[Tutor] inp. outp. - part 2 & variable - dictionary difference ...

David tayi177 at hotmail.com
Thu Nov 27 05:44:18 EST 2003

Hello ...

About my yesterday question:

I just noticed two "interesting" issues (probably releated only to my configuration):

1.) First I found out, after trying few times, closing Python, and opening it again, that sometimes it open file (for reading/writting), and sometimes just don't, arbitrary, meaning that its not like I couldn't open the file always I try, therefore the most logical conclusion would be - I miss-spelled the code, but no: I 100 % tryed with identical input, I double, triple-checked the "code" ... 
I use the method below, from Alan's tutorial (don't know, probably the only one method for read/write files) ... 
I also checked files (on Alan's suggestion), if the are accidentally set as "read-only", I even unchecked "archive" (but that wouldn't explain why I could open them yesteday) ... with no benefit - as I said sometimes just can, and sometimes just can't (I second case I get "no such file or directory: 'somename.txt'" error message) !!

>>> inp = open("lll.txt","r")           # made both files just before opening Python ...
>>> outp = open("ggg","w")
...       for line in inp.readlines():    # for intendation here, I am not sure if its right, cause I couldn't check it ...
...            outp.write(line)             # before sending this mail, because of all mentioned above ...
>>> inp.close()
>>> outp.close()

So, I was surely surprised yesterday, when (after "restarting" Python) trying to open the very same file, it was normally opened with the same method, with same text (input):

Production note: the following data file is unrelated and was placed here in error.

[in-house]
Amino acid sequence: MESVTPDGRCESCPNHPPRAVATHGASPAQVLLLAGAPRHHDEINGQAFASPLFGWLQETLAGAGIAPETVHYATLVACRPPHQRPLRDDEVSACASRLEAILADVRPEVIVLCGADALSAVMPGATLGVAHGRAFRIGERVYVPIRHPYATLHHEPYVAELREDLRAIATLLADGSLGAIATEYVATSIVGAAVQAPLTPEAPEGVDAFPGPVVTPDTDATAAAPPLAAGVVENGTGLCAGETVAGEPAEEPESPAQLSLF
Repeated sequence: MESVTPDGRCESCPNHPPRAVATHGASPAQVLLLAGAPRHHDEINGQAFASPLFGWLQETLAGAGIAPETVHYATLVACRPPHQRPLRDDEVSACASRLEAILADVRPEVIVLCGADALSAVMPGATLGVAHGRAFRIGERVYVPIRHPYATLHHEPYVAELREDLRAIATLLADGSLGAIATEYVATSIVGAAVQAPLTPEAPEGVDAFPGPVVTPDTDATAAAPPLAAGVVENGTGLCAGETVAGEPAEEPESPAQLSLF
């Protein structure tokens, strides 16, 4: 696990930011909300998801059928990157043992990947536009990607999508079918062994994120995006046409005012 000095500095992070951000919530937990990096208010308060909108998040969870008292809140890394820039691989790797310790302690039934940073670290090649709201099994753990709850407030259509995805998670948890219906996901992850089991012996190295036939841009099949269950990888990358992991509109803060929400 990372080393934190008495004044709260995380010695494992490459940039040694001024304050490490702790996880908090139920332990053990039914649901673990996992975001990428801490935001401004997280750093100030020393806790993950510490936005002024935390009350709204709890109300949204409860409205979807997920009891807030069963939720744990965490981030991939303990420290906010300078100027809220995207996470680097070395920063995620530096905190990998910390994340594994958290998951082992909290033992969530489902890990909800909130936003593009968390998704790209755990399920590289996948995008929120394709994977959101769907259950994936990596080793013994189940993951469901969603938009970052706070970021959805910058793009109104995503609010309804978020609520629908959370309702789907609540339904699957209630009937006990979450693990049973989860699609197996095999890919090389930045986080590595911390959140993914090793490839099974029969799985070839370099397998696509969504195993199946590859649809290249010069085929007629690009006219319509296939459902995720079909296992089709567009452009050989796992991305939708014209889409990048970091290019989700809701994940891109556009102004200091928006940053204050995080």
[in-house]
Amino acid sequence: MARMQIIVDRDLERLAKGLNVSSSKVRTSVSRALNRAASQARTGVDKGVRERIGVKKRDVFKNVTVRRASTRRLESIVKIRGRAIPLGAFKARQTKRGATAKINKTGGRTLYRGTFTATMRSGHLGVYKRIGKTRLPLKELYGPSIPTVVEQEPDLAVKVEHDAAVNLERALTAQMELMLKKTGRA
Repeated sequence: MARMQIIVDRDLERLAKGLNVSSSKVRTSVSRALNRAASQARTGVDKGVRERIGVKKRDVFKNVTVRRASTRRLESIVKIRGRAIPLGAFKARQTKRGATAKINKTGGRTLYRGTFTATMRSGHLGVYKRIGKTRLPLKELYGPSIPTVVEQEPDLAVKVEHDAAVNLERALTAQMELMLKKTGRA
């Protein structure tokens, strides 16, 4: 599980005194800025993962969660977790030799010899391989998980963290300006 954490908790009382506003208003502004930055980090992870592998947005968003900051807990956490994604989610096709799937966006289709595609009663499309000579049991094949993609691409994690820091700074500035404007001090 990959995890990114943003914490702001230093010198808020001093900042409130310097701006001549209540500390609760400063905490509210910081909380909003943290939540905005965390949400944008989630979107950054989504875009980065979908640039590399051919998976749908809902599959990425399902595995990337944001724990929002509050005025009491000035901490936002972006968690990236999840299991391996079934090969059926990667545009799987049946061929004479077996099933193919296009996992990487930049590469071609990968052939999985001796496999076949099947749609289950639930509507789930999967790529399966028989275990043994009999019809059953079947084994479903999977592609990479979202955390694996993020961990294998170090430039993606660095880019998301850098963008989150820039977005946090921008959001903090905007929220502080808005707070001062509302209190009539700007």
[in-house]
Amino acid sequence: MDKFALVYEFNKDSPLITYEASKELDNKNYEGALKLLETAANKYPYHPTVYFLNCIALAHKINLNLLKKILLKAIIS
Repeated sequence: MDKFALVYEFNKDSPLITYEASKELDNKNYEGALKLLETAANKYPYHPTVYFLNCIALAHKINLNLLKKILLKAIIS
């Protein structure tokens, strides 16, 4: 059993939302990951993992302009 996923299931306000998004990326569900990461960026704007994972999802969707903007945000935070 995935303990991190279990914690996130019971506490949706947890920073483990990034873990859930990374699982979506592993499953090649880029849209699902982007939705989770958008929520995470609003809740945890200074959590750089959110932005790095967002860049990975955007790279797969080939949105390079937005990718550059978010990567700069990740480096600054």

>>> inp = open("lll.txt","r")
>>> outp = open("ggg","w")

... but today after closing Python, shuting down PC (sleeping 8 hours) and trying to do the same thing again - there was the same (familiar) - "no such file or directory: 'somename.txt'" error message !!

I have also tryed what Danny suggested, some other method to open file, and typed:

>>> inp = open("D:/Program Files/Python/Lib/idlelib/Saves/ggg.txt") ... and the file was opened normally !!

... but in the very next line (of course after typing inp.close() ), with inp = open("somefile.txt","r") method:

>>> inp = open("lll.txt","r")  ... the was "no such file or directory" error message again !!

2.) Second about reading/writing from/into file, I noticed (yesterday, when I had luck and I could open file), that Python doesn't want to write from one file to another, which is non-empty (though maybe also just in my case) and also in file, which was already modified (something written in), changed from outside Python, during current session (of course, I used inp(close) before modified it) and even if this file was modified, and I later deleted that "new added" text (again maybe just in my case).

2.) Then I would really like to know, if I open some file, already process some line, and then miss-spell something, and some error message appears - do I need to close both (inp and out) files, and start from the beginning, or could I continue from the line before that error message ??

3.) And as the last question, Alan.G's answer on my question about "difference between different types of brackets", was:

"{} indicate a dictionary. ... One item in the pair is the lookup key, the other the return value." 

I am just curious - where is some "elemental" difference between dictionary (in practical use) and simple variable, cause "One item in the pair is the lookup key, the other the return value." - more or less resemble on variable deffiniton ...


instance = "Actual usage of class" (here we have variable and its actual value, stored in some location in RAM)

... so here one item is also some sort of "lookup key", and the other "the return value" ...

Sorry, I really have more "theoretical" questions now on the beginning of learning how to programm, but it (answers here on Tutor list) really help me to imagine how everything works.

P.S., I save all the answers I get, and you couldn't imagine (or you probably do, but I just said so, cause it sounds nice), how helpfull is having you answers saved somewhere, and when something is not so clear, just open those files, and see what was doing wrong ...

Thank you all, Tadey
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